BACKGROUND TO THE RNZAF SKYHAWKS
Read the RAF’s ‘Air Power’ Article of 2001 which gives a good background to why the New Zealanders bought their A4s, how they operated them and some of the stories during their 30-year lives in the service of their country.Click here to access pop-up.

The Labour Government’s 1983 decision not to replace HMAS Melbourne was the death knell for the Fleet Air Arm’s fixed wing element. VC724 Squadron was decommissioned in June the following year, and our ten surviving Skyhawks were sold to New Zealand.

The End-of-the-Line Timeframe:

 


New Zealand Buys RAN Skyhawks

Going…Going….Gone!

After negotiations, the ten RAN airframes and all their spares and support equipment were sold to the New Zealand government for the bargain basement price of AU$28.2m.  The aircraft were ferried in three batches from NAS NOWRA to RNZAF Base OHAKEA in July 1984 where they would be modified before entering service with No. 2 and 75 Squadrons – to join the existing fleet of A4-K.  Some relatively minor minor updates were incorporated, such as braking ‘chutes and VHF comms, but they retained their RAN colours at least until the entire Kiwi fleet were upgraded to Project KAHU standard (see below).

See the pop-up OpOrder for two of the three Kiwi ferry flights here

Right.  Two newly-purchased RNZAF Skyhawks prepare to depart from Nowra.  Note the aft-facing Kiwi on the roundel.  The maintainer who painted it insisted that it was simply a mistake, but many saw it as a final act of defiance.  Image: Pinterest.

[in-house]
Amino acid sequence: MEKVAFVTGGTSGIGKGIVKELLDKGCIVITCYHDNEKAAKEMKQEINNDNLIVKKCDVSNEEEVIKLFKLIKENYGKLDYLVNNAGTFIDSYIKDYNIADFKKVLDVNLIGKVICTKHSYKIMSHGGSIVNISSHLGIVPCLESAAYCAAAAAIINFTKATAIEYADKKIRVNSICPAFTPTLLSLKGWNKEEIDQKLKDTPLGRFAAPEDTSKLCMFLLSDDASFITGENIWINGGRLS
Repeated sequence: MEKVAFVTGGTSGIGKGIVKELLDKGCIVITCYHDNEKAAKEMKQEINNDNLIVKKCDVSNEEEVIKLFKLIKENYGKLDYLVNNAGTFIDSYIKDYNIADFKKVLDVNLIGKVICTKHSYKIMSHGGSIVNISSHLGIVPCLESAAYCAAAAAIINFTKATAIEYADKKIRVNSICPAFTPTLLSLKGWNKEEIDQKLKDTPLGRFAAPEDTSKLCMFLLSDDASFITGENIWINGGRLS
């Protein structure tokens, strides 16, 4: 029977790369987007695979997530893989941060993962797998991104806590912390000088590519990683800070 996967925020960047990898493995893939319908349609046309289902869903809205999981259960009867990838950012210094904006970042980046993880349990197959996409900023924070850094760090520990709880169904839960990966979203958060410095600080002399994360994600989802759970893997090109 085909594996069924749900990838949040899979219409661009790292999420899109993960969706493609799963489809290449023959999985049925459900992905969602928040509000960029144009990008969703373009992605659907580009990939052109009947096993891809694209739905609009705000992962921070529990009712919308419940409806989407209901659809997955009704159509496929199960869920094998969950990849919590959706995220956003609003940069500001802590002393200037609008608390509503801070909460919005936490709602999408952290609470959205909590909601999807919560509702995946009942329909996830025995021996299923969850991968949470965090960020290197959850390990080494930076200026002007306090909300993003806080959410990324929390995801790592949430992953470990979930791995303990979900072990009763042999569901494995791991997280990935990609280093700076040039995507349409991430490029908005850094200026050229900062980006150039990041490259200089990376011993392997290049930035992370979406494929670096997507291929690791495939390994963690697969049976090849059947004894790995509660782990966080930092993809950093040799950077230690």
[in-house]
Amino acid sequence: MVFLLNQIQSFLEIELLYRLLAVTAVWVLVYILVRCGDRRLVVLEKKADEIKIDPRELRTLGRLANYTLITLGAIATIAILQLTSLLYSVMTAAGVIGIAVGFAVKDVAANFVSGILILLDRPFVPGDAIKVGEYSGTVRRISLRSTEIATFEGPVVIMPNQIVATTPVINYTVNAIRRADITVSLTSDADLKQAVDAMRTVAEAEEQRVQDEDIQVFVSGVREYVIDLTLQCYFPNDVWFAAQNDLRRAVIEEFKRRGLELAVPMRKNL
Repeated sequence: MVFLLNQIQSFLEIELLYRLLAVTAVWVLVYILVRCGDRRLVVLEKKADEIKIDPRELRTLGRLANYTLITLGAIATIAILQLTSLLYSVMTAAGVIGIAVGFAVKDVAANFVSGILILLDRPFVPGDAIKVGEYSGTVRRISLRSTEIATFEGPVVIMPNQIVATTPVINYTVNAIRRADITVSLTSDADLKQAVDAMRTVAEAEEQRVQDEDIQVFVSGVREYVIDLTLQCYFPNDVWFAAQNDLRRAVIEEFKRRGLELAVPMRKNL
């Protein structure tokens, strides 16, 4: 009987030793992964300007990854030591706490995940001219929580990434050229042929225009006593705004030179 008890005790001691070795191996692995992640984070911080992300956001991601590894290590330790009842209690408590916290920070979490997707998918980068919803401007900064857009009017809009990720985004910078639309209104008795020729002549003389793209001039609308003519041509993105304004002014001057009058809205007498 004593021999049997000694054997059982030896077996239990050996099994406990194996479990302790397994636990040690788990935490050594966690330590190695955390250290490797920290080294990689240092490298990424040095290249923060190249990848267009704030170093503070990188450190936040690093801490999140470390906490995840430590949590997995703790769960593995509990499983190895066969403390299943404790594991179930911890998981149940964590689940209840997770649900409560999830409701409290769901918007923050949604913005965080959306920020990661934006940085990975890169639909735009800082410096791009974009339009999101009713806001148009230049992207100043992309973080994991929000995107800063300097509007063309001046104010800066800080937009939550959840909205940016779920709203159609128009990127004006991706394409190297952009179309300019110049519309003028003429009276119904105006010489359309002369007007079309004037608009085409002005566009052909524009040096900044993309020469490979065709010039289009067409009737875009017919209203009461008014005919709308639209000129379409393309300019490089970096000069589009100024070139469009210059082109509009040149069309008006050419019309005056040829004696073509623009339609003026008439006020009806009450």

Left and Below.  Phil Thompson, an ex-A4G pilot, has amassed an incredible record of the RAN Fleet Air Arm generally, and the A4 in RAN and RNZAF hands in particular.  His collages, two of which are shown here, generally capture an image or two, superimposed with comment and information that would otherwise be lost.   Here, he talks about the early days of the ex-RAN Skyhawks, which were initially kept as ‘G’ models although with some modifications such as braking ‘chutes.  The RNZAF pilots didn’t like the G model much, which had had a much harder life than their K models as a result of carrier operations – it took a long time to iron out their bugs. 

Below:  These ‘before and after’ photos show the difference in the cockpits between an A4-G (left) and a post-kanu A4-K. (Image via Phil Thompson)

 


The RNZAF Brings Its Skyhawks Back to Nowra

Australia’s connection to its A4s was not to end with their departure to New Zealand. In 1990 Defence signed a contract with the RNZAF to provide six Skyhawks for Air Defence Support, a move that rubbed salt into the wounds of those who bitterly regretted the decision to phase them out in the first place. Skyhawks appeared in Nowra’s skies again, however, and continued to do so until 2001.

Early 1991 New Zealand and Australia signed “The Nowra Agreement”,  which based RNZAF Skyhawks at HMAS Albatross in Nowra to provide Fleet Support for the Royal Australian Navy.  Under the terms of the Agreement each country shared costs for 400 flying hours/annum. The concept of hiring back the very aircraft we had sold for a song only a few years previously brought howls of protest from many parties – see an excerpt from a current affairs program of the time.  Below.  Navy News 29 March 1991.


Below
: Three Skyhawks of the RNZAF make a low pass abeam HMAS Melbourne. The Kiwis operated to a “Hard Deck” of 50 ft (with newly qualified pilots limited to now below 100ft). One problem was the seeker heads of the training version of the Maverick missiles became encrusted with salt spray, which obscured the picture on the cockpit display.  (RAAF Hornets were limited to 250ft, or “way up in the stratosphere’  as the NZ pilots used to say).

Above: The Nowra agreement was renewed in 1995, with both parties expressing satisfaction in the arrangement. RADM Walls RAN and CDRE Leonard shake hands over the deal. (Navy News 27Jan95).